When simulating the dynamics of open quantum systems, one often assumes a pure initial state of the system part. The validity of the assumption, of course, depends on the experimental realization. In most of the excitation energy transfer experiments, a pure initial state is a faithful representation of the system because the coherent light that excites molecules makes the wave-function of the system collapse to a certain state, hence factorizes the system-environment density matrix. The factorized density matrix is $\rho(t=0)=\rho_\mathrm{sys}(0)\otimes\rho_\mathrm{env}(0)$and the density matrix of the system at time zero (initial state)$\rho_\mathrm{sys}(t=0)$ is a pure-state in this case.

The lights in nature, however, are not always coherent. For example, the light of the sun, which is the energy source of the light-harvesting activities in plants, is not coherent. Incoherent lights don’t always generate a pure state [1]. Therefore It is relevant to study the relaxation dynamics of the system starting from a mixed initial state. A very useful formalism called *thermo-field dynamics* can handle mixed states by mapping them to pure states. Once a mixed state is mapped to a pure state, all of the conventional numerical methods designed for the Schroedinger equation can be applied to simulate the relaxation dynamics. In the following, the thermo-field formalism is introduced.

Consider an arbitrary time-dependent density matrix $\rho(t)$. The basis of the density matrix is eigenstates $|n\rangle$ of the system Hamiltonian $H$. The expectation value of an observable $A$ can be obtained from the trace formula $\mathrm{Tr}(\rho A)$. There exists a composite pure state

\begin{equation} |{\psi_\rho(t)}\rangle=\rho^{1/2}\otimes \mathrm{I}\cdot \sum_{n,n’}|{n}\rangle\otimes |{n’}\rangle \end{equation} that can produce the same expectation value by the normal average formula $\langle{\psi_\rho(t)|A|\psi_\rho(t)}\rangle$. Here $\hat{\mathrm{I}}$ is the identity operator in the space spanned by ${|n’\rangle}$ and $|n’\rangle$ is a copy of state $|n\rangle$.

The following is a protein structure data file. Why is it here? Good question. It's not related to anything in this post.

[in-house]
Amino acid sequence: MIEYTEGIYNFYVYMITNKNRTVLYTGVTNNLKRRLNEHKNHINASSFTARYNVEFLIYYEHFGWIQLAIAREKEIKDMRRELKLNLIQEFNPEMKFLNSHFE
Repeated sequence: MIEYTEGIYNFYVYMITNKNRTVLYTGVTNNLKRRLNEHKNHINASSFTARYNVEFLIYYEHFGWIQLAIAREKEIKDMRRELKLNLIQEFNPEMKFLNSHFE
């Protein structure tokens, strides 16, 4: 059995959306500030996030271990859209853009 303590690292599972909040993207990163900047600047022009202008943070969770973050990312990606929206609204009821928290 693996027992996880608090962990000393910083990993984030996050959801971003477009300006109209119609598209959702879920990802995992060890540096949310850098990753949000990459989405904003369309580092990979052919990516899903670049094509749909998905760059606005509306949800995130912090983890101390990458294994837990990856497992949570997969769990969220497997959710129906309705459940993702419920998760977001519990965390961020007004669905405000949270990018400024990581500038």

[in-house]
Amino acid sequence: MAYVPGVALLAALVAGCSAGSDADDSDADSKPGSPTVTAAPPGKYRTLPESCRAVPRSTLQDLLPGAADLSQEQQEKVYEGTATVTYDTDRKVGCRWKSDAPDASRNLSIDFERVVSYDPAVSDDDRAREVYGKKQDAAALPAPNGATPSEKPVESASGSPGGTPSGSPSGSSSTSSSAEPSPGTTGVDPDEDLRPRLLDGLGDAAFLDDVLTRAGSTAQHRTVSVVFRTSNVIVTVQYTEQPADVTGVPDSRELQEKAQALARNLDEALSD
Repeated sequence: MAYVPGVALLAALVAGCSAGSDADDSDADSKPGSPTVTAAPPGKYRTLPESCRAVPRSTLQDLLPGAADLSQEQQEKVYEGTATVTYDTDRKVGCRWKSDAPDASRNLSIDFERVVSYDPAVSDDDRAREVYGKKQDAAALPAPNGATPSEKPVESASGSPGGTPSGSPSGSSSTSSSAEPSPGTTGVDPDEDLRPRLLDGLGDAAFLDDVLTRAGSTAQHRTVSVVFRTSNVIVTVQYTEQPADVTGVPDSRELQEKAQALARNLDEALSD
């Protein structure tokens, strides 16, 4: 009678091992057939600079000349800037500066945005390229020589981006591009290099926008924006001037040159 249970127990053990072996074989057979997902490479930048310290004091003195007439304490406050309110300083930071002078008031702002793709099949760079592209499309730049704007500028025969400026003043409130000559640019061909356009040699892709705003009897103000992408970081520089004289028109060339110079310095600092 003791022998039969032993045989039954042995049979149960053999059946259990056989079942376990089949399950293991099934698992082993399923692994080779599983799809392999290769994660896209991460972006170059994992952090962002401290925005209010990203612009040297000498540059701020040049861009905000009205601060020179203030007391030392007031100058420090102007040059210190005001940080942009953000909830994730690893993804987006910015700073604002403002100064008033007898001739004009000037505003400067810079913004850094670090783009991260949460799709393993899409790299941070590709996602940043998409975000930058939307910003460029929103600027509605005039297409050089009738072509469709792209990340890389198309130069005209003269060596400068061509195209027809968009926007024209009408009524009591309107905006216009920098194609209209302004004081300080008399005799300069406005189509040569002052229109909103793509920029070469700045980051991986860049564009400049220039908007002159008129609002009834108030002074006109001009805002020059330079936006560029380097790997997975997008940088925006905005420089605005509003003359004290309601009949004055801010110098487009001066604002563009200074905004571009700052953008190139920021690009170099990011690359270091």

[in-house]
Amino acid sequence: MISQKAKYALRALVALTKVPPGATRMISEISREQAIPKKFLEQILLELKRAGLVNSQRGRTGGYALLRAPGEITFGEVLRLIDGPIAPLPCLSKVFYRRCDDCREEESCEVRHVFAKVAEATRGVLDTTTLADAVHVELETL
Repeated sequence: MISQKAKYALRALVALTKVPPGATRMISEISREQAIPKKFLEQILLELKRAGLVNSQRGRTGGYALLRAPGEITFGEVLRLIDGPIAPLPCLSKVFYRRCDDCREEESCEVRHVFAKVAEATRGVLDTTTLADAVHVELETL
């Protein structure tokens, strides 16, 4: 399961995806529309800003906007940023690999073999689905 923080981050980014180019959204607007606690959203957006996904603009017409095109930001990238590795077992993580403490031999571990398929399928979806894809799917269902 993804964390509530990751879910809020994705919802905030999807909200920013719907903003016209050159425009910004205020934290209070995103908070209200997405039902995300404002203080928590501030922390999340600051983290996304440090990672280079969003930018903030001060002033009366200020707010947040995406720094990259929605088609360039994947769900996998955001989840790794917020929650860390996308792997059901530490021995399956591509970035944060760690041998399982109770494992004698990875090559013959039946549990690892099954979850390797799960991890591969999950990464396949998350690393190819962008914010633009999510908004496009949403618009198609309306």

What’s left is to study the time evolution of the state $|\psi_\rho(t)\rangle=\rho^{1/2}\otimes \mathrm{I}\cdot \sum_{n=n’}|n\rangle\otimes |n’\rangle$. We first note the dynamics of the density matrix are governed by the von Neumann equation

\begin{equation} i\hbar \frac{\partial \rho}{\partial t} = H\rho - \rho H. \end{equation}

Then we directly differentiate the state $|\psi_\rho(t)\rangle$ with respect to the time $t$ and put the von Neumann equation in the result. We have [2]

\begin{equation} i\hbar \frac{\partial |{\psi_\rho(t)}\rangle}{\partial t} = (H\rho^{1/2} - \rho^{1/2} H)\sum_{n=n’}|{n}\rangle\otimes |{n’}\rangle . \end{equation}

Expanding the equation above, the first term $H\rho^{1/2}\sum_{n=n’}|n\rangle\otimes |n’\rangle$ is equal to $H |{\psi_\rho(t)}\rangle$ by definition. The second term is $-\rho^{1/2} H\sum_{n,n’}|{n}\rangle\otimes |{n’}\rangle =- \rho^{1/2} \sum_{n,n’}E_n|{n}\rangle\otimes |{n’}\rangle$. It can be rewritten in new way. Noting the fact the $|{n’}\rangle$ is a copy of $|{n}\rangle$, one can replace $E_n$ by $E_{n’}$ without affecting the result. Thus,

\begin{align} \begin{split} -\rho^{1/2} H\sum_{n=n’}|{n}\rangle\otimes |{n’}\rangle =&-\sum_{n=n’}E_n(\rho^{1/2}|{n}\rangle)\otimes |{n’}\rangle\\

=&-\sum_{n=n’}E_{n’}(\rho^{1/2} |{n}\rangle)\otimes |{n’}\rangle\\

=&-\sum_{n=n’}(\rho^{1/2} |{n}\rangle)\otimes (E_{n’}{n’}\rangle)\\

=&-\sum_{n=n’}(\rho^{1/2} |{n}\rangle)\otimes (\tilde{H}|{n’}\rangle)\\

=&-\tilde{H}\rho^{1/2}\sum_{n=n’} |{n}\rangle\otimes {n’}\rangle\\

=&-\tilde{H}|{\psi_\rho(t)}\rangle\\

\end{split} \end{align}

where $\tilde{H}$ is a copy of $H$ and it operates on the duplicate Hilbert spanned by $|{n’}\rangle$.

Summarizing all the results above, we can conclude that the pure state $|{\psi_\rho(t)}\rangle$, which is a pure counterpart of the midex state $\rho(t)$, evolves according to the new Schroedinger equation,

\begin{equation} i\hbar \frac{\partial |{\psi_\rho(t)}\rangle}{\partial t} = (H-\tilde{H}) |{\psi_\rho(t)}\rangle \end{equation}

in the composite Hilbert space. Solving this equation can provide us the necessary information to obtain the expectation values.

Although the density matrix $\rho$ is mixed, the formalism we introduced above can map it to pure state in a doublet Hilbert space and avoid working with the density matrices.

## References

- Brumer, P. (2018). Shedding (incoherent) light on quantum effects in light-induced biological processes. The journal of physical chemistry letters, 9(11), 2946-2955.
- Suzuki, M. (1991). Emerging broken symmetry in space and time. In
*Thermal Field Theories*(pp. 5-15). Elsevier.